Navigation Links
Genes from the father facilitate the formation of new species

The two closely related bird species, the collared flycatcher and the pied flycatcher, can reproduce with each other, but the females are more strongly attracted to a male of their own species. This has been shown by an international research team directed by Anna Qvarnstrm at Uppsala University in todays Net edition of Science. They demonstrate that the gene for this sexual preference is found on the sex chromosome that is inherited from the father and that only females have a copy of. The discovery sheds new light on how new species are formed.

The formation of new species takes millions of years. It often happens when a population (group of individuals) is divided and separated geographically and then adapts to disparate environments over thousands of generations. For instance, the earths ice ages have led to many such population splits. But divided populations often come into contact with each other before they have had time to become entirely sexually isolated from each other. When individuals mate with each other from such split populations that have not quite become separate species, their offspring (so-called hybrids) often have limited viability.

Anna Qvarnstrms research team from Uppsala University in Sweden, working with scientists from Norway, the Czech Republic, the US, and Holland, have studied natural hybridization between two closely related bird species, the collared flycatcher and the pied flycatcher. The two flycatcher species (or quasi species) have come into contact with each other after having been separated during the last ice age. The question they addressed was whether the flycatchers will conclude the species formation that is under way and become entirely sexually isolated from each other or, instead, if they will meld into the same species again.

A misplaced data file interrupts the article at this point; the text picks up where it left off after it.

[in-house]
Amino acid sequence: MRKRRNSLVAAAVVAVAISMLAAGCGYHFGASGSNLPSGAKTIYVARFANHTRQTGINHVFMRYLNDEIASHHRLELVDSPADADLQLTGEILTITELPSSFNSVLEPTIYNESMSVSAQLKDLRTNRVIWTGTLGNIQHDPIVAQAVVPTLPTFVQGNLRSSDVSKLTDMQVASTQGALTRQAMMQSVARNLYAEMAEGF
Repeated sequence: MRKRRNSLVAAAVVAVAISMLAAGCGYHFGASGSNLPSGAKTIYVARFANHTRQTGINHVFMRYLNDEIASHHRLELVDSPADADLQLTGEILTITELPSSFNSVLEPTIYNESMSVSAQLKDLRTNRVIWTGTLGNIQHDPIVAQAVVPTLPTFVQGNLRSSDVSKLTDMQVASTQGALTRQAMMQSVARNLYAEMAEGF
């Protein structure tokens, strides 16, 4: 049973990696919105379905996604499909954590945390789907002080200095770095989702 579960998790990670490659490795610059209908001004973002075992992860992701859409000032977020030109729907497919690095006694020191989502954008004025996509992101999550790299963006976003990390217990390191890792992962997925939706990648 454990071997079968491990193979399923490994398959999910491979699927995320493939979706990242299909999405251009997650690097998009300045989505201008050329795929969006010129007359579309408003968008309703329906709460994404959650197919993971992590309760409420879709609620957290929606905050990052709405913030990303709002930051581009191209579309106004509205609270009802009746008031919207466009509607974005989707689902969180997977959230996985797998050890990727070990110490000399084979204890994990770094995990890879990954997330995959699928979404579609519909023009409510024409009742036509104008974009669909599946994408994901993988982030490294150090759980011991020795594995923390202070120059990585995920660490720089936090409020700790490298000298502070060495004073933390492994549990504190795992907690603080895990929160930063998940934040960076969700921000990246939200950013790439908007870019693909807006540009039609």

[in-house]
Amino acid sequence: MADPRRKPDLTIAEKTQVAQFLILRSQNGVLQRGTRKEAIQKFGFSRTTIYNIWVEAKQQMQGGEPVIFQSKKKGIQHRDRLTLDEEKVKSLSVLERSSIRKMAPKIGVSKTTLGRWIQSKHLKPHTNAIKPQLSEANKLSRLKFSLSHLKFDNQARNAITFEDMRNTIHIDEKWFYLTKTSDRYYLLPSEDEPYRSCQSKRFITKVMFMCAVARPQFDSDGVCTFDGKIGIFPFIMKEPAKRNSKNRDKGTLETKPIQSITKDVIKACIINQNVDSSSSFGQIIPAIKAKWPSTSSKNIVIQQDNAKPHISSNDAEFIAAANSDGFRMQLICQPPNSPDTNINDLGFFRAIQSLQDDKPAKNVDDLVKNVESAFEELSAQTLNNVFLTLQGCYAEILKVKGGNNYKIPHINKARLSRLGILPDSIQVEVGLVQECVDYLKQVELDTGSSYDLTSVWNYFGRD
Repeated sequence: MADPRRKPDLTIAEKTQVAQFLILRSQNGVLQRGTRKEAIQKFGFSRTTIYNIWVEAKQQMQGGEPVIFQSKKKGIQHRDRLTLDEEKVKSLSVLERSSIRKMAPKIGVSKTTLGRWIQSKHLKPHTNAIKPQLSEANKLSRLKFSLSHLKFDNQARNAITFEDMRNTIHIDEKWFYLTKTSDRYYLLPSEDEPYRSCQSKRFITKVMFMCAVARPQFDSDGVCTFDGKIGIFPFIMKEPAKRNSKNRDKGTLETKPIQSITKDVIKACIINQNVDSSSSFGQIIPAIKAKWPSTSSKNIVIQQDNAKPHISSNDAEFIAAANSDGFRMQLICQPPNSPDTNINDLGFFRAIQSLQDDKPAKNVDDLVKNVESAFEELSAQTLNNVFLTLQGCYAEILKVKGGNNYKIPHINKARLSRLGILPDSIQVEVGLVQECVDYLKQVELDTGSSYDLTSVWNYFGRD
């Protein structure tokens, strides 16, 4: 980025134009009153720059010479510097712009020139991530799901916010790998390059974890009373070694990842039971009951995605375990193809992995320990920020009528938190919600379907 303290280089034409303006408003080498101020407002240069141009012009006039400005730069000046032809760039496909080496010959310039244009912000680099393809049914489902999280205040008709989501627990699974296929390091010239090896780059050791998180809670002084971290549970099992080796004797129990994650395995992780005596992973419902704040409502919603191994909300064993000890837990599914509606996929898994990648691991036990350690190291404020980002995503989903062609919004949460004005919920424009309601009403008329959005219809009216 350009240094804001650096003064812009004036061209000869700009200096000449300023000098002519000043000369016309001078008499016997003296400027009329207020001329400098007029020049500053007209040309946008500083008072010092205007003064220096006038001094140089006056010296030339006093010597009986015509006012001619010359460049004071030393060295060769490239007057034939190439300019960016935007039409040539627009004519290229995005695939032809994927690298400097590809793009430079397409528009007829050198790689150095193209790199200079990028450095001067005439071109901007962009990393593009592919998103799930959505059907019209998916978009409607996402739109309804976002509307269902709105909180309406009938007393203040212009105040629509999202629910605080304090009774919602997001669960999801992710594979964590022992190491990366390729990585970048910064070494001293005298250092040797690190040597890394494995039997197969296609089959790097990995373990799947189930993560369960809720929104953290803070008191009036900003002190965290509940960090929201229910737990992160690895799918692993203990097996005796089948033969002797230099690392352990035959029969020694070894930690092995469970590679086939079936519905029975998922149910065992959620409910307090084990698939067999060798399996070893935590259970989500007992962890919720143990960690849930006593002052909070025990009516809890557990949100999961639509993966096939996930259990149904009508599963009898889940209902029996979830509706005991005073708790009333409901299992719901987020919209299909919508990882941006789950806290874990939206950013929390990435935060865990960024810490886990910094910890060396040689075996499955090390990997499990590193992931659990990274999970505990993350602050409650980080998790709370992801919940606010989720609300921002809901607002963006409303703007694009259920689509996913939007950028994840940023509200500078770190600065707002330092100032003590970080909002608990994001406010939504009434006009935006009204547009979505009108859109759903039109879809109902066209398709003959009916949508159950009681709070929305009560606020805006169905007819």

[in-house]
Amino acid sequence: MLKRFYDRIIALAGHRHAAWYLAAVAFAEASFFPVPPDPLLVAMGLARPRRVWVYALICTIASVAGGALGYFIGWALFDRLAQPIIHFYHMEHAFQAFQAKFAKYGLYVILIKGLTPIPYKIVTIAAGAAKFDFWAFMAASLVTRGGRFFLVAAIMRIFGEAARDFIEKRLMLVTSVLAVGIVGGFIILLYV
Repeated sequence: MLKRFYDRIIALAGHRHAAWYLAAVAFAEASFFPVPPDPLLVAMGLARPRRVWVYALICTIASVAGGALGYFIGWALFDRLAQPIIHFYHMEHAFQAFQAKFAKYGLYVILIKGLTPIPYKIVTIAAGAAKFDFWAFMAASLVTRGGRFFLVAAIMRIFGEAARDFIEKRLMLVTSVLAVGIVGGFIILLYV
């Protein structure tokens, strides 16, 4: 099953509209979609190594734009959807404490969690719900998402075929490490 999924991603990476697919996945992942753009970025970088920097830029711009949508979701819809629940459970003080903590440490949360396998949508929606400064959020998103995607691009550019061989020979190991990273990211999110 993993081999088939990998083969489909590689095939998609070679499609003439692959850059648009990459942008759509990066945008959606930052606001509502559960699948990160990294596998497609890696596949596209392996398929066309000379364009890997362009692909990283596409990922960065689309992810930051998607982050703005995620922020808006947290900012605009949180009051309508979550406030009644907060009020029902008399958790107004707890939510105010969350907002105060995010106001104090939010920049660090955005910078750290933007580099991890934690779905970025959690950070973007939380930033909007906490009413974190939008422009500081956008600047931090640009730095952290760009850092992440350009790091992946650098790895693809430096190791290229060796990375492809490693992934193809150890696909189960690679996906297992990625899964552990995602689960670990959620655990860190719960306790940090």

We found that females in the hybrid zone develop a sexual preference for males belonging to their own species and that this preference is determined by genes located on the sex chromosome, says Anna Qvarnstrm.

In birds, in contrast with most other animals, it is the females that are the so-called heterogametic sex. Their sex chromosomes are called ZW and correspond to XY in humans. In birds, it is the female that is ZW and the male ZZ, but in humans men are XY and women XX. The results show that the preference for their own species is sited on the sex chromosome that the females inherit from their father. The same chromosome also houses the genes that govern the development of the species-specific plumage.

When genes regulate species-specific features and the preference for these are located close to each other in the DNA, in this case on the same chromosome, species formation is favored. Therefore, the probability of these two flycatcher species merging into the same species again is small, says Anna Qvarnstrm.

It is possible that this will prove to be a general pattern that can explain how new species can continue to exist even if they occasionally hybridize with each other.